VII

    Defendant argues the trial court found a statutory aggravating factor that also constituted an element of the offense. The trial court found as a statutory aggravating factor that “[d]efendant took advantage of a position of trust or confidence to commit the offense[s].” This is not an element of the offense of indecentliberties as found in section 14-202.1(a) and is discussed in issue II of this opinion. See N.C.G.S. § 14-202.1(a) (1999). Accordingly, Defendant's contention is without merit.
VIII

    Defendant next contends that he has been imprisoned pursuant to an incorrect statute for “secret peeping,” an offense that is not supported by the record.
    In this case, the judgments list the statute number of Defendant's offenses as “14-202.A.” No such statute exists. The statute for secret peeping is N.C. Gen. Stat. § 14-202, whereas the statute for taking indecent liberties with children is section 14- 202.1(a). As this constitutes an apparent clerical error, we remand the judgments to the trial court for correction of this error. See In re D.D., 146 N.C. App. 309, ---, 554 S.E.2d 346, 356 (remanding case for the limited purpose of allowing the trial court to make clerical correction in its order to reflect the proper statutory provision), appeal dismissed and disc. review denied, 354 N.C. 572, 558 S.E.2d 867 (2001).
IX

    Finally, Defendant contends his convictions should be reversed because he has been “denied direct appeal since October 14th, 1999.” We disagree.
    O'Connor stated that following his review of the trial transcript and court files, he was “of the opinion that no non- frivolous grounds for appeal existed and related this to . . . [D]efendant.” After supplying Defendant with a copy of the trialtranscript and inviting Defendant to bring any potential issues to his attention, Defendant only questioned the prior record points assigned to him. Although O'Connor confirmed that the points were correct, Defendant raised the issue twice in pro se motions which the trial court denied.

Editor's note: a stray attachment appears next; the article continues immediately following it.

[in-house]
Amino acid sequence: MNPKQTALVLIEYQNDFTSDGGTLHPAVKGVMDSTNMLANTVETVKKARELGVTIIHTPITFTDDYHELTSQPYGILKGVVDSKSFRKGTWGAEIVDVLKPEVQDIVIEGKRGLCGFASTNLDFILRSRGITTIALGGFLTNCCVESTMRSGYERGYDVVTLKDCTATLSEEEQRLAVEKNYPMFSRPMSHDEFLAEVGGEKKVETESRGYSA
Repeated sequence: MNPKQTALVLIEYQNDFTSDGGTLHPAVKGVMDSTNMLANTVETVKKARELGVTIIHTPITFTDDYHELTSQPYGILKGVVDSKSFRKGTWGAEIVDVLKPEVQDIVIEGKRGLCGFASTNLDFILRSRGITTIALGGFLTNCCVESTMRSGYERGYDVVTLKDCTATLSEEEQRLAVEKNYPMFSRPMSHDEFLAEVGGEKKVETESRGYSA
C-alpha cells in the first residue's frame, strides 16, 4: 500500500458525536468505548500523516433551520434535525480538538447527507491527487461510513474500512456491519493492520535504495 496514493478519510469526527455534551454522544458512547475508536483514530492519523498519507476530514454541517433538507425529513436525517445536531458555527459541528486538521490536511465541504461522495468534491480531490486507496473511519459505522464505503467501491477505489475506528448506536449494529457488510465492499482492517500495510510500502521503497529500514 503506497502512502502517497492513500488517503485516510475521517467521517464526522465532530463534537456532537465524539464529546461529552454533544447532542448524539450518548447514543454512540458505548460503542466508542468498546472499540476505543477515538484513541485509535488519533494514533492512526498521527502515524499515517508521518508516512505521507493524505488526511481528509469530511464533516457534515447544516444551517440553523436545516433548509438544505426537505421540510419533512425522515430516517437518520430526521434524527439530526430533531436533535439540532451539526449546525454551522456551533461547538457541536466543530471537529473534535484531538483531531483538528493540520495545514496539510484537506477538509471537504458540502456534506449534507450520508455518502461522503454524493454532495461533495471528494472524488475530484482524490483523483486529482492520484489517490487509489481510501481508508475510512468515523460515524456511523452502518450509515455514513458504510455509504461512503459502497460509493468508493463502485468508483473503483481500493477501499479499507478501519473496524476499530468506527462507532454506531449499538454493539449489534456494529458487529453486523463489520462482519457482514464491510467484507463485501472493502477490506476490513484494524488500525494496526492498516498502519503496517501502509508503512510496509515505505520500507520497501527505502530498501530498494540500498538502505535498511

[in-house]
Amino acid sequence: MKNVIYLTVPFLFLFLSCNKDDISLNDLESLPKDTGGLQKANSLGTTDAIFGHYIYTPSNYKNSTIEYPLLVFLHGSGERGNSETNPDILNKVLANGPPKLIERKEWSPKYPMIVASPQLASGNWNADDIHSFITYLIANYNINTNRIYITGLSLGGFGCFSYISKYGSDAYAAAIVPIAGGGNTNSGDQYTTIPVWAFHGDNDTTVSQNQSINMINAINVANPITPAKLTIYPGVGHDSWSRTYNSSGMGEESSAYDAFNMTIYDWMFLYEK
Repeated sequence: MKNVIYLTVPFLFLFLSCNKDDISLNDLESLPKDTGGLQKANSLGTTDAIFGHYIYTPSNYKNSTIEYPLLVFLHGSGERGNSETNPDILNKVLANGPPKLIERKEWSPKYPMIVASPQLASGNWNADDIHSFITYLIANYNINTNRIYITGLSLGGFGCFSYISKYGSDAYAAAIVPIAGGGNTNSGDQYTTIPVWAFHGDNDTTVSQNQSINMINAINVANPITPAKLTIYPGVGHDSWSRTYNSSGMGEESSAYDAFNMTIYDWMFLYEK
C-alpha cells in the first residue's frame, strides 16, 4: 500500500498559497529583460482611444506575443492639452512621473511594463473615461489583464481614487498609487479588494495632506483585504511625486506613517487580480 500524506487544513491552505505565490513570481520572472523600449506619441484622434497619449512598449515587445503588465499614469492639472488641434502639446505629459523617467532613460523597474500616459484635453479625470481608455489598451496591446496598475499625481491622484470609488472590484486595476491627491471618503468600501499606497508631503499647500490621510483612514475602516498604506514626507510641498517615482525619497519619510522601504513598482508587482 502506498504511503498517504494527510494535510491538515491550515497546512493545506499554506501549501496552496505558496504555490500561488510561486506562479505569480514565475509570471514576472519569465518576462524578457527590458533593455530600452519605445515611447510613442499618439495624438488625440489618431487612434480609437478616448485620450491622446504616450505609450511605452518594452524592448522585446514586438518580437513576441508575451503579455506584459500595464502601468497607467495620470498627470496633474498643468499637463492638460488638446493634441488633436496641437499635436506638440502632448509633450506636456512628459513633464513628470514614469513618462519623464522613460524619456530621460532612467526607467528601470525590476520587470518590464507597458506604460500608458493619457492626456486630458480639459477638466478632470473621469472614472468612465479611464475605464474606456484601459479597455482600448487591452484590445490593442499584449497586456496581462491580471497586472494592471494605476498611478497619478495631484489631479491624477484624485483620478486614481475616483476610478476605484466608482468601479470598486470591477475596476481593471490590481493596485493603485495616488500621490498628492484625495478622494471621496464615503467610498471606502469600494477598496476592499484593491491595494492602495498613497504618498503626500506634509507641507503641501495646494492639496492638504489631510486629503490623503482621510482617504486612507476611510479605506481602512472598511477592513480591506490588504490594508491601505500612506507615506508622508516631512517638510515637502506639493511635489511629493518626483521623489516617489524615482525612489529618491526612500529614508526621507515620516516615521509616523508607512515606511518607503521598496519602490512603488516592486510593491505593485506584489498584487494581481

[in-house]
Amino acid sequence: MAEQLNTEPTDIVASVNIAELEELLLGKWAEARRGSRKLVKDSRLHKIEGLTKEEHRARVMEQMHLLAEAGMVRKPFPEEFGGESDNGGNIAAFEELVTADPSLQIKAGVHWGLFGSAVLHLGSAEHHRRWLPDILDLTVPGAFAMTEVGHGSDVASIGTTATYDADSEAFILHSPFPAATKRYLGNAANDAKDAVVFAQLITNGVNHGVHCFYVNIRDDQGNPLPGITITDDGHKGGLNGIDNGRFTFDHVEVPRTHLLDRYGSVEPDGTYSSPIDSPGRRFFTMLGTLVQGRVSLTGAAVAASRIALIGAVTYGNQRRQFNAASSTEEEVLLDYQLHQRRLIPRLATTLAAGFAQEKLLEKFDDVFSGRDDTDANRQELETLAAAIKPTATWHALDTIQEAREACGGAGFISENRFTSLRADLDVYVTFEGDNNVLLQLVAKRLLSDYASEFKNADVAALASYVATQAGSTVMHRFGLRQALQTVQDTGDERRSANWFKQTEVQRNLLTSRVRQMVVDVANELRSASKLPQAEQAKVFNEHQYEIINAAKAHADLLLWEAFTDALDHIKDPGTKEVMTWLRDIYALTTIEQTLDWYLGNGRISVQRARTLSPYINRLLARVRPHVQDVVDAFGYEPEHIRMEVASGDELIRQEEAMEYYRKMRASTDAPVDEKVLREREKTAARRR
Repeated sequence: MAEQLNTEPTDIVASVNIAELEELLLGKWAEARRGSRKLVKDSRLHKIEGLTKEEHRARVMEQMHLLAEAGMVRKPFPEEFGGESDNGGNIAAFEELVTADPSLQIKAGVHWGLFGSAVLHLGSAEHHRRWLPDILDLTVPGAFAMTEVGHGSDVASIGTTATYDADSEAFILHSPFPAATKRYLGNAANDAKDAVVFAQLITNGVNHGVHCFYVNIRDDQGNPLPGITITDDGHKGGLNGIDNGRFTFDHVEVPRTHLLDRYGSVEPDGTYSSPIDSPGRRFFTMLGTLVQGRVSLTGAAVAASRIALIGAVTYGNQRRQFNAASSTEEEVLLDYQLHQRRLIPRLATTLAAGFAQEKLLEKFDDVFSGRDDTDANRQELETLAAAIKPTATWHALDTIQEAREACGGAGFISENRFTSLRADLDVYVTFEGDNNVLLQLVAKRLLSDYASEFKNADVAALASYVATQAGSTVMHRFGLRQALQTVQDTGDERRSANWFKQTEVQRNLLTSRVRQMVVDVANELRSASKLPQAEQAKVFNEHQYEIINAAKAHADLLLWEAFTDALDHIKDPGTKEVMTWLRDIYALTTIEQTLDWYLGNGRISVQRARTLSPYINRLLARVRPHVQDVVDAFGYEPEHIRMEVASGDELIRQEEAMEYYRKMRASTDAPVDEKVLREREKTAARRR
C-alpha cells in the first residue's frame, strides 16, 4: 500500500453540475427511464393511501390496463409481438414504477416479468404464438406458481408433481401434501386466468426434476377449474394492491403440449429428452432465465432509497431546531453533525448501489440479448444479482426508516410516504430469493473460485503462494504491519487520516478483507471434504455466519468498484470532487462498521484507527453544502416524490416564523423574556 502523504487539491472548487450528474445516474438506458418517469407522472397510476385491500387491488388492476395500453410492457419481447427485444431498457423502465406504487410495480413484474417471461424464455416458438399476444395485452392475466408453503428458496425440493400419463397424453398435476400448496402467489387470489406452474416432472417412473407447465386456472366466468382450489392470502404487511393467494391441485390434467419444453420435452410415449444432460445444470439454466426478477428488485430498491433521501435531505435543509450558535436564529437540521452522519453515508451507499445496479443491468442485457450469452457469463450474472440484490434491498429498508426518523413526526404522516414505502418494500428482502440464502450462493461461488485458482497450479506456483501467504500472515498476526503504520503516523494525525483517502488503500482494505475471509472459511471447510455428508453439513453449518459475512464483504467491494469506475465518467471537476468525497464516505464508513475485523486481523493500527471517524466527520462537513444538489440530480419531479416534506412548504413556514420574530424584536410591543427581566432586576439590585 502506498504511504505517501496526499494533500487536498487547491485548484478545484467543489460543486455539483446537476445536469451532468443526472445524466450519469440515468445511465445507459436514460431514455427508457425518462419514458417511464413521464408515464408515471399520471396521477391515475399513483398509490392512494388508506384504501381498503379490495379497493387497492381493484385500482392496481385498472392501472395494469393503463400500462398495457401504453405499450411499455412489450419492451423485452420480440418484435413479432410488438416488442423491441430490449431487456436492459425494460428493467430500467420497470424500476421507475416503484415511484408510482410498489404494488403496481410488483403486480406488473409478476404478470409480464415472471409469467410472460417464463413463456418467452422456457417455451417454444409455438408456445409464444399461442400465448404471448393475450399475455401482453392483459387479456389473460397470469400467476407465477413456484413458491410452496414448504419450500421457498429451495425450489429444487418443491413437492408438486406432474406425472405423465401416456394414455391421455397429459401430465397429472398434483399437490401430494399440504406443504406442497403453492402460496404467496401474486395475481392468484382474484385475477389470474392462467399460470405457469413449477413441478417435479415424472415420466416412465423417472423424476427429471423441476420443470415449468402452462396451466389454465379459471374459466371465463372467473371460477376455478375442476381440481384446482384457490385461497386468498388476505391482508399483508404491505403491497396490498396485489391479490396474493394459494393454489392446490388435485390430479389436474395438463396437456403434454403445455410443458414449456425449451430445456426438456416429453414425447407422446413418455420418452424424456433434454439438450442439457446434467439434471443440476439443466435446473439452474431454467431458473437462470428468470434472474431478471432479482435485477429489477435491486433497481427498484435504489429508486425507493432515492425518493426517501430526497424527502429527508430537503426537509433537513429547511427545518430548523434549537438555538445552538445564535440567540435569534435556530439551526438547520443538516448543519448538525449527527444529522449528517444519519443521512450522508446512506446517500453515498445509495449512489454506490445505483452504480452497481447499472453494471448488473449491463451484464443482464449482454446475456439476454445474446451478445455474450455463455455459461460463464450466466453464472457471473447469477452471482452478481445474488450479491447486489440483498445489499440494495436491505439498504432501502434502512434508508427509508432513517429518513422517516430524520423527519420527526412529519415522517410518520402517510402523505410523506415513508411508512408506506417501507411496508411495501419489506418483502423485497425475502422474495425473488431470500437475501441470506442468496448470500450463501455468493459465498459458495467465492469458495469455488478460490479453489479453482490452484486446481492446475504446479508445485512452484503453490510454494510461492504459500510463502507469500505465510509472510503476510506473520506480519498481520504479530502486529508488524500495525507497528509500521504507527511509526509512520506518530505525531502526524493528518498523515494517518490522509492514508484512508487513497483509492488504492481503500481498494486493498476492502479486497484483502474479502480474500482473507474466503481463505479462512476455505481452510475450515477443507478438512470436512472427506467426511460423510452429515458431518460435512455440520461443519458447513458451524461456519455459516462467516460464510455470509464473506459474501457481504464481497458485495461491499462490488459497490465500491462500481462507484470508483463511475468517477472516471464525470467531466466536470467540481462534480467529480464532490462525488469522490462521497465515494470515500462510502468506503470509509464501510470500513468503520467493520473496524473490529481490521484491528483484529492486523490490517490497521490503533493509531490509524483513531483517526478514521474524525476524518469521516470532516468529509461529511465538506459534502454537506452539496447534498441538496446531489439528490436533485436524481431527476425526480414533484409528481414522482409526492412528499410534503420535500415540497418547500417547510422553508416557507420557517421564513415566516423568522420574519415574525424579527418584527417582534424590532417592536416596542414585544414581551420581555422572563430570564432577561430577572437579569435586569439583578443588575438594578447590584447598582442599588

While Defendant indicated to O'Connor that he understood there was no legal basis for an appeal, O'Connor failed to obtain Defendant's written acknowledgment that filing an appeal would be without merit. Our review, however, of Defendant's pro se arguments, the transcript, and his filings reveal Defendant received a fair trial free from prejudicial error. See N.C.G.S. § 15A-1443 (1999). Accordingly, this assignment of error is overruled.   (See footnote 2) 
    No error in part; remanded in part.
    Judges HUDSON and TYSON concur.
    Report per Rule 30(e).


Footnote: 1
    Despite Defendant's numerous violations of the North Carolina Rules of Appellate Procedure, this Court suspends the requirements of those rules to review Defendant's assignments of error. See N.C.R. App. P. 2.
Footnote: 2
    Defendant also assigned error to the jury's failure to date the verdict sheets. This error, however, is harmless and non- prejudicial. See N.C.G.S. § 15A-1443 (1999).